9. 1 2 "Geographic Identifiers: 2010 Census Summary File 1 (G001): Crossville city, Tennessee". U.S. Census Bureau, American Factfinder. Archived from the original on February 13, 2020. Retrieved July 7, 2015.
  10. Helen Bullard and Joseph Krechniak, Cumberland County's First Hundred Years (Crossville, Tenn.: Centennial Committee, 1956), 22-26
  11. The WPA Guide to Tennessee (Knoxville: University of Tennessee Press, 1986), 442. Originally compiled by the Federal Writers' Project of the Works Project Administration as Tennessee: A Guide to the State, and published in 1939.
  12. Larry H. Whiteaker, "Civil War", Tennessee Encyclopedia of Culture and History, 2009, accessed 7 November 2011
  13. 1 2 3 G. Donald Brookhart, "Cumberland County", Tennessee Encyclopedia of Culture and History, 2009, accessed 7 November 2011
  14. Rowan, Carl T. (March 1, 1951). "How Far From Slavery? Segregation Is 'Great Debate'". Minneapolis Morning Tribune . Minneapolis. p. 1 via Newspapers.com. I have been in Crossville before—but not for long. No Negroes are allowed to live here. On a tree near the city limits is this sign: 'Nigger, don't let the sun set on you here.' Since it is early morning and the sun long has set, I remain aboard the bus for the 20-minute stop here. I do see two Negro passengers going down a corridor into the kitchen for sandwiches, however. But even in this all-white community (one Negro family lived just outside it eight years ago, but has moved now) I can write about progress in the south—progress that would be noticed only by a Negro grown sensitive to the little shades of race relations.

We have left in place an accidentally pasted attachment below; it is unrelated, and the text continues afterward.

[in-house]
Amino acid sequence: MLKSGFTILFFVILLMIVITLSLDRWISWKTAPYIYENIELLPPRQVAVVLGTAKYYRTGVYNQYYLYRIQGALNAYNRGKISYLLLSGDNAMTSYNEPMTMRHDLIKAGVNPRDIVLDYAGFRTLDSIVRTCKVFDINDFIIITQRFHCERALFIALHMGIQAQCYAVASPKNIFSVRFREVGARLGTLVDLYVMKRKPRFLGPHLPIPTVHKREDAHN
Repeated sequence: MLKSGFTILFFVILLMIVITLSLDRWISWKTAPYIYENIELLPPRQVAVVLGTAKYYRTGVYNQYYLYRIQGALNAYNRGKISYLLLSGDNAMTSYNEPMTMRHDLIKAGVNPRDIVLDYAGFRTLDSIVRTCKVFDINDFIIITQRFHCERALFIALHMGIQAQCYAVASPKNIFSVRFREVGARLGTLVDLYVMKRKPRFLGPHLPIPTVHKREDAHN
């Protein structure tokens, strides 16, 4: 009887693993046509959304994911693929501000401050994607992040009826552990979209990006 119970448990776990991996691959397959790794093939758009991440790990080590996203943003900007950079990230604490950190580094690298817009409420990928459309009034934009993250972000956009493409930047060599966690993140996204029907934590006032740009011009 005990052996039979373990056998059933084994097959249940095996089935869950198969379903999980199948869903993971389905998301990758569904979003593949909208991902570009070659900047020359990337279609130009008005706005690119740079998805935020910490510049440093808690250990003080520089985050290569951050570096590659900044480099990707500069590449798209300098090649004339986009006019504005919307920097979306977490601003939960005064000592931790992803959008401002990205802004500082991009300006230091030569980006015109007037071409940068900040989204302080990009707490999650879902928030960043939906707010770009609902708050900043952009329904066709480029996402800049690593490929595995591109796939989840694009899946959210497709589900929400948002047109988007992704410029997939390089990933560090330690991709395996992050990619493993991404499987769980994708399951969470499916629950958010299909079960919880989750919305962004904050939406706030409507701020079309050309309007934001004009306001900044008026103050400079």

15. "US Gazetteer files: 2010, 2000, and 1990". United States Census Bureau. 2011-02-12. Retrieved 2011-04-23.
  16. "NowData - NOAA Online Weather Data". National Oceanic and Atmospheric Administration. Retrieved June 18, 2021.
  17. "Station: Crossville ED & Research, TN". U.S. Climate Normals 2020: U.S. Monthly Climate Normals (1991-2020). National Oceanic and Atmospheric Administration. Retrieved June 18, 2021.
  18. "Census of Population and Housing: Decennial Censuses". United States Census Bureau . Retrieved 2012-03-04.
  19. "Explore Census Data". data.census.gov. Retrieved 2021-12-27.
  20. Palace Theatre official website. Accessed 19 July 2016.
  21. Cumberland County Playhouse official site. Accessed 19 July 2016.
  22. TAP Publishing official site. Accessed 19 July 2016.
  23. Gary Nelson, Flying Spaghetti Monster takes up residence at county courthouse, Crossville Chronicle, March 24, 2008
  24. Gary Nelson, "Courthouse No Longer Hosting Free Speech Displays." The Crossville Chronicle, 15 April 2008. Retrieved: 10 July 2008.
  25. "Mandy Barnett". Mandy Barnett. Retrieved 2021-08-25.
  26. http://www.julieannemery.com/
  27. "Miss Teen USA : News". Archived from the original on 2009-08-04. Retrieved 2009-08-01.
  28. http://www.michaelsimsbooks.com/